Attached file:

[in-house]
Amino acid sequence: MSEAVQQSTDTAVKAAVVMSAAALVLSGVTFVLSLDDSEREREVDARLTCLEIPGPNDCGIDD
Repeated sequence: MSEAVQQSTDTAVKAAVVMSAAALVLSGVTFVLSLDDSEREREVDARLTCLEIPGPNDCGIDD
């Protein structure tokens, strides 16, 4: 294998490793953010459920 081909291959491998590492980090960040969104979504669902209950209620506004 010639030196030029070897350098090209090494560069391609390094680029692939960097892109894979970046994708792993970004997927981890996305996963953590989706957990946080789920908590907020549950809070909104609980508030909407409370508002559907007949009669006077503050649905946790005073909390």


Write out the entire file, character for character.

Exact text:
[in-house]
Amino acid sequence: MSEAVQQSTDTAVKAAVVMSAAALVLSGVTFVLSLDDSEREREVDARLTCLEIPGPNDCGIDD
Repeated sequence: MSEAVQQSTDTAVKAAVVMSAAALVLSGVTFVLSLDDSEREREVDARLTCLEIPGPNDCGIDD
């Protein structure tokens, strides 16, 4: 294998490793953010459920 081909291959491998590492980090960040969104979504669902209950209620506004 010639030196030029070897350098090209090494560069391609390094680029692939960097892109894979970046994708792993970004997927981890996305996963953590989706957990946080789920908590907020549950809070909104609980508030909407409370508002559907007949009669006077503050649905946790005073909390």